Wednesday, May 7, 2008

Mark Udall's Energy Plan Lacks Sense

Mark Udall is really good at proposing political solutions that don't work in the real world. Case in point: In an attempt to avoid the real issue of increasing domestic oil production and updating refining capacity, Udall has made diverting oil supply from the Strategic Petroleum Reserve the centerpiece of a new energy plan, according to today's Grand Junction Sentinel:
Udall, who unveiled his proposal Tuesday, said gasoline prices could fall by 25 cents a gallon by not storing away millions of barrels of oil every month.

“We know from history that it’s worked when you suspend filling the (Strategic Petroleum Reserve),” Udall said.
Which history is that? Certainly nothing cited in this article. It would be good for journalists to follow up with Mark Udall on this point. Meanwhile, Udall received reinforcements from one of his Democrat colleagues:
Congressman John Salazar, D-Colo., said he likes Udall’s plan to stop storing oil away in the Strategic Petroleum Reserve.

“I would support putting a moratorium on that, so that we can actually make more available on the marketplace,” Salazar said. “That always seems to have an immediate impact.”
It does? Here are a few inconvenient facts and bits of expert analysis:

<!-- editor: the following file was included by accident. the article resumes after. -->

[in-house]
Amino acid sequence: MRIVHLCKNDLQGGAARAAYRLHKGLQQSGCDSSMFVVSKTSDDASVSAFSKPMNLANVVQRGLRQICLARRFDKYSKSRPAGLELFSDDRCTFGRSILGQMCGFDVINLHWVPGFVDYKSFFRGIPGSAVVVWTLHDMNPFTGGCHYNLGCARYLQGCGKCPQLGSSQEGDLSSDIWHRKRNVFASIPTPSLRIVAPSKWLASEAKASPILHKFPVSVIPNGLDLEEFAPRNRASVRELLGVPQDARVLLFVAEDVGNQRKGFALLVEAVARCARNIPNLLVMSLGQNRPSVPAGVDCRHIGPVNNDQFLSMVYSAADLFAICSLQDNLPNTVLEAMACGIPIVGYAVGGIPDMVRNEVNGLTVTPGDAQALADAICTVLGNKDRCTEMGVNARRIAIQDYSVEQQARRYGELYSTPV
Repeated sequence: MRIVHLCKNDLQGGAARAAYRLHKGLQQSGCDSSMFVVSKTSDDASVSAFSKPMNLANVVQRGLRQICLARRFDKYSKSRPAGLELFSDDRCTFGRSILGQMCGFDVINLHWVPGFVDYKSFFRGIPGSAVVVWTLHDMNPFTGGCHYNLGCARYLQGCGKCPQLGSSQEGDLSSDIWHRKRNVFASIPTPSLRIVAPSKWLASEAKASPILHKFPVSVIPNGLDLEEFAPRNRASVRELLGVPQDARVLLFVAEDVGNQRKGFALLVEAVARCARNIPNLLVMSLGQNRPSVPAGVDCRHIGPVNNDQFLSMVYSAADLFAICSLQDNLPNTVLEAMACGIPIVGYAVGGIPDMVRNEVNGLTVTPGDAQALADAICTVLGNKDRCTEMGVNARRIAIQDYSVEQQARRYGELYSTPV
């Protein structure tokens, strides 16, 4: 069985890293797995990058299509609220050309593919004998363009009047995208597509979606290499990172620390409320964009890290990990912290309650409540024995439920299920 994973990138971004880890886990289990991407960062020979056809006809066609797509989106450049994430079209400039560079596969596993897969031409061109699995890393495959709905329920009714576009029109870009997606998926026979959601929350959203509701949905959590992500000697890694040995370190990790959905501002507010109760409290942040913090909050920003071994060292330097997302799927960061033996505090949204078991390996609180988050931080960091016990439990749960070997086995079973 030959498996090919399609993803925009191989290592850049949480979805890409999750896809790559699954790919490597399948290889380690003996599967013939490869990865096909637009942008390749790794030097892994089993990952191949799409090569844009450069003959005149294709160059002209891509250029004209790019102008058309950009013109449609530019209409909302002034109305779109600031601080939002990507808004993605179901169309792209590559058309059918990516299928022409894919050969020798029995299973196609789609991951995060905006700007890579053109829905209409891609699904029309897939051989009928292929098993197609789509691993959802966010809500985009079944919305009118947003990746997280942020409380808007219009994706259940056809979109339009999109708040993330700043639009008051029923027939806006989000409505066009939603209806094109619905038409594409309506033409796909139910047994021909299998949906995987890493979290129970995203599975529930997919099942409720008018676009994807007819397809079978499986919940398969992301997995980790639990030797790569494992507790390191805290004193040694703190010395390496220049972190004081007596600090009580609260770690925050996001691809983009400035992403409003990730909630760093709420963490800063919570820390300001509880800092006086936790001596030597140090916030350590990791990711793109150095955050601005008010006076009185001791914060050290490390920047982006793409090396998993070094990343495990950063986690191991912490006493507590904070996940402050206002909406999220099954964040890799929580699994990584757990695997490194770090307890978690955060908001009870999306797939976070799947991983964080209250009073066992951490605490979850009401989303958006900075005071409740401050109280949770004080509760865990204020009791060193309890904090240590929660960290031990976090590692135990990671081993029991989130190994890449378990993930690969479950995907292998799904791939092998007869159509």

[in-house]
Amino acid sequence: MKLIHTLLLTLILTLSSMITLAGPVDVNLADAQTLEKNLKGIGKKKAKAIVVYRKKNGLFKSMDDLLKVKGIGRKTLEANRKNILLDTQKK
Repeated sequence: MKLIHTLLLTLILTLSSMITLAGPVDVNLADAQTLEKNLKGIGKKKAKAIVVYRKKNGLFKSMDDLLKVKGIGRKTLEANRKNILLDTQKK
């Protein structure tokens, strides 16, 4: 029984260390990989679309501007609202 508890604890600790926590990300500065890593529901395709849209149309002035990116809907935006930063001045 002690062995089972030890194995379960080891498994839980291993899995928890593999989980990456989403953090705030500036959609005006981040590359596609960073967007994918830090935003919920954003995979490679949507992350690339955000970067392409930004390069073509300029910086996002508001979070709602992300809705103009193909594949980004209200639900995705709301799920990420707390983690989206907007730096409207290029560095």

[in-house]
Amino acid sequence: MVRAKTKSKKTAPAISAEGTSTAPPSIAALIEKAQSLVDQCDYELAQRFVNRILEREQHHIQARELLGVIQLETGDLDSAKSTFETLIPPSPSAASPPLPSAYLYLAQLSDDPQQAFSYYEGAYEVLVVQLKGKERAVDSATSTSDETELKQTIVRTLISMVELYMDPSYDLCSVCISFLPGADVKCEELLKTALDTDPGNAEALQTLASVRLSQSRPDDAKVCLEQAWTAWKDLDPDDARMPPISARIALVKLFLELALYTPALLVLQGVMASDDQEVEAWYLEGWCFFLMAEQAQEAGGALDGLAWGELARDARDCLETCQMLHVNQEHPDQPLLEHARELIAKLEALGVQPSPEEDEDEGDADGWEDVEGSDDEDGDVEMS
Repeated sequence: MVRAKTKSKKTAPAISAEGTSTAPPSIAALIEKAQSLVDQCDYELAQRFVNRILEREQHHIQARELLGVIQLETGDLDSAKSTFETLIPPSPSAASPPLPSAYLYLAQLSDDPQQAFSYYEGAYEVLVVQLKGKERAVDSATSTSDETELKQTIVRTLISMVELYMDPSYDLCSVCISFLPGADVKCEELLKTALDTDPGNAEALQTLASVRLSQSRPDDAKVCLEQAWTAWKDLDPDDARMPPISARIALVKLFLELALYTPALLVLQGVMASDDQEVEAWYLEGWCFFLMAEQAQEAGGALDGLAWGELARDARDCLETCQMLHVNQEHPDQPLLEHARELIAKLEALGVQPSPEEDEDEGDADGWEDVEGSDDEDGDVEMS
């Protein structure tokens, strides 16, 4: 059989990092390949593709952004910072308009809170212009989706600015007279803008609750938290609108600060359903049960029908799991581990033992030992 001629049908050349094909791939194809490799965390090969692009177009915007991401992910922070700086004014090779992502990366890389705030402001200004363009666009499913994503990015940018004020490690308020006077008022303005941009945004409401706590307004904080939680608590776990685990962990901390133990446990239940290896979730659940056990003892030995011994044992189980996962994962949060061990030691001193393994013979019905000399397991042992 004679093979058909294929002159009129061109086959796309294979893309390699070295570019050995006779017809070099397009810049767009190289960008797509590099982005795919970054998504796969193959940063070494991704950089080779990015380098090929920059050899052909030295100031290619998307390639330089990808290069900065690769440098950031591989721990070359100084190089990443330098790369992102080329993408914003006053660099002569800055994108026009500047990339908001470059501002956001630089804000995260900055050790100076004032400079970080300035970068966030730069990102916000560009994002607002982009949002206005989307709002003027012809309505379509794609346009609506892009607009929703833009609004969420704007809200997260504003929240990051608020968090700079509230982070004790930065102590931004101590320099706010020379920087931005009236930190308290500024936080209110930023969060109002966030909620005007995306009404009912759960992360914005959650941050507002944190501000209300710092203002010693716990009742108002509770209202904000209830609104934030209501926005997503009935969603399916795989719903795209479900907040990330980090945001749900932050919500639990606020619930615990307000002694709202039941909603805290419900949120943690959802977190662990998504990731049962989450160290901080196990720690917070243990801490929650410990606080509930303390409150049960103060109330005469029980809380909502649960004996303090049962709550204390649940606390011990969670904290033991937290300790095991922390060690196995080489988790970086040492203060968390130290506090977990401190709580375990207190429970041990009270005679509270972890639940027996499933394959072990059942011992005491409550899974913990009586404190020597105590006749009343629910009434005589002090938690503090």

The Energy Department, Mr. Cusimano points out, is not actually buying the oil. But, he says, a DOE examination has found that holding the oil has been a positive investment. Currently, the average "acquisition" cost is $27.73 a barrel.

In recent times, the SPR has been tapped twice. After hurricane Katrina, which destroyed pipelines, the government released 11 million barrels of oil [about 2 days supply]. In 1991, during the Gulf War, it released 17.3 million barrels [about 3 days supply].

Energy experts are divided over whether it would make any difference to release oil today. "It's a tight market, an incredibly tight market when every drop matters," says Tim Considine, who has done a study on the SPR and is a professor at Pennsylvania State University. "But looking at the SPR to alleviate market pressure is only a short-term fix."

Phil Flynn, an oil trader at Alaron Trading in Chicago, doubts it would have any impact. "It is such a small amount of oil," he says. [emphases added]
The Sentinel reports the rest of Udall's plan:
Udall said he hopes to combine his plan for the Strategic Petroleum Reserve with eliminating tax breaks for oil companies, increasing drilling in the Gulf of Mexico and removing barriers to ethanol imports, which should lower gas prices over the long term.

“We’re not going to drill our way out of this,” Udall said.
Removing trade barriers to ethanol is a good idea. Credit the Boulder Congressman for that one. But if he's serious, Mark Udall would end the ethanol subsidies, too.

And how in the world is eliminating tax breaks for oil companies going to bring down gasoline prices? (Does Udall really want gas prices to come down?) Will it increase supply? No. Will it cut back demand? No. But it sure makes somebody feel warm and fuzzy inside.

The final question for Mark Udall's incoherent plan: Can we really take his idea to drill in the Gulf of Mexico seriously when he has worked to kill a modest plan to drill on Colorado's Roan Plateau? Or is he only opposed to energy production that would enrich Colorado communities in the form of jobs, economic growth, and funding for public colleges and universities?

1 comment:

Allen said...

How is it okay to increase drilling in the Gulf of Mexico but not Colorado?